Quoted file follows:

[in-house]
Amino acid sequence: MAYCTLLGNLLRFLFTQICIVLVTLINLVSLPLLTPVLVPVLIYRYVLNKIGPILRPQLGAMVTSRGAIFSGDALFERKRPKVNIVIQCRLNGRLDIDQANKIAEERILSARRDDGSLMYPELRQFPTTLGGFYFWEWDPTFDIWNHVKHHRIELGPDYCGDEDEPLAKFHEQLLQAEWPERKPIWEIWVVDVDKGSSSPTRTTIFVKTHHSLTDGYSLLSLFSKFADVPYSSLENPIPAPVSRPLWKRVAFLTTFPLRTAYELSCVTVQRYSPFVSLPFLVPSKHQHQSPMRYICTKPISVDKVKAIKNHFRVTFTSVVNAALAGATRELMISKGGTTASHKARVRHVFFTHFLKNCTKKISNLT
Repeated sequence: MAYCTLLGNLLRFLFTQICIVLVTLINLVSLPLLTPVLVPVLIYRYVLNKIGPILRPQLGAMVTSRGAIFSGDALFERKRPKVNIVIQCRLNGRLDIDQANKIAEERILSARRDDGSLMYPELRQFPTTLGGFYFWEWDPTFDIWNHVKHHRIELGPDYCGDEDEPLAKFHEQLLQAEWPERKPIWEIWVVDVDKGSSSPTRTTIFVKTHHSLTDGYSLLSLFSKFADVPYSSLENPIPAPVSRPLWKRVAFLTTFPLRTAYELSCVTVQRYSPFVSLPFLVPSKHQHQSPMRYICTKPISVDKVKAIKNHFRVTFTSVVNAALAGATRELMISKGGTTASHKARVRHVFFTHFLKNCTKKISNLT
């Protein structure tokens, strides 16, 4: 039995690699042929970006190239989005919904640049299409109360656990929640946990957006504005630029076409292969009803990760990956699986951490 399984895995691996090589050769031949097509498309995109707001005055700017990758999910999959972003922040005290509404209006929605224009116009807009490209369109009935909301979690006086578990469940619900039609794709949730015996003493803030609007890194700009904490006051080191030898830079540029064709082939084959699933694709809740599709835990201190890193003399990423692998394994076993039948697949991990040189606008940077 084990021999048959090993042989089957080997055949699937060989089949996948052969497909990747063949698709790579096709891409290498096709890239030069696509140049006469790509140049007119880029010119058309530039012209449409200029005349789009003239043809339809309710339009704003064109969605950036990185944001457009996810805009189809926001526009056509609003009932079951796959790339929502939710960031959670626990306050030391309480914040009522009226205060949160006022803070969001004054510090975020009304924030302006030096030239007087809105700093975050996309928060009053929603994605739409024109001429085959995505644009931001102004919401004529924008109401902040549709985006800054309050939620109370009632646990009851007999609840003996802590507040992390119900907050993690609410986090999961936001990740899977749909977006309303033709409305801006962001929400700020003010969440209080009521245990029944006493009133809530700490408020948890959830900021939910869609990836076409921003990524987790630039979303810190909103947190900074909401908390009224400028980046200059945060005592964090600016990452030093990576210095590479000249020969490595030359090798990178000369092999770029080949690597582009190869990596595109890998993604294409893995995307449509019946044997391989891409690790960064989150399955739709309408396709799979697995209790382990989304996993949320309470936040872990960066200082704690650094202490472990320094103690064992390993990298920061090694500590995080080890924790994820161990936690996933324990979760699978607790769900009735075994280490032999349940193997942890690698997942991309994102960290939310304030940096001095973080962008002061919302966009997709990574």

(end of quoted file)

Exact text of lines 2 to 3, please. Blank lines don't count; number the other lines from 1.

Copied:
Amino acid sequence: MAYCTLLGNLLRFLFTQICIVLVTLINLVSLPLLTPVLVPVLIYRYVLNKIGPILRPQLGAMVTSRGAIFSGDALFERKRPKVNIVIQCRLNGRLDIDQANKIAEERILSARRDDGSLMYPELRQFPTTLGGFYFWEWDPTFDIWNHVKHHRIELGPDYCGDEDEPLAKFHEQLLQAEWPERKPIWEIWVVDVDKGSSSPTRTTIFVKTHHSLTDGYSLLSLFSKFADVPYSSLENPIPAPVSRPLWKRVAFLTTFPLRTAYELSCVTVQRYSPFVSLPFLVPSKHQHQSPMRYICTKPISVDKVKAIKNHFRVTFTSVVNAALAGATRELMISKGGTTASHKARVRHVFFTHFLKNCTKKISNLT
Repeated sequence: MAYCTLLGNLLRFLFTQICIVLVTLINLVSLPLLTPVLVPVLIYRYVLNKIGPILRPQLGAMVTSRGAIFSGDALFERKRPKVNIVIQCRLNGRLDIDQANKIAEERILSARRDDGSLMYPELRQFPTTLGGFYFWEWDPTFDIWNHVKHHRIELGPDYCGDEDEPLAKFHEQLLQAEWPERKPIWEIWVVDVDKGSSSPTRTTIFVKTHHSLTDGYSLLSLFSKFADVPYSSLENPIPAPVSRPLWKRVAFLTTFPLRTAYELSCVTVQRYSPFVSLPFLVPSKHQHQSPMRYICTKPISVDKVKAIKNHFRVTFTSVVNAALAGATRELMISKGGTTASHKARVRHVFFTHFLKNCTKKISNLT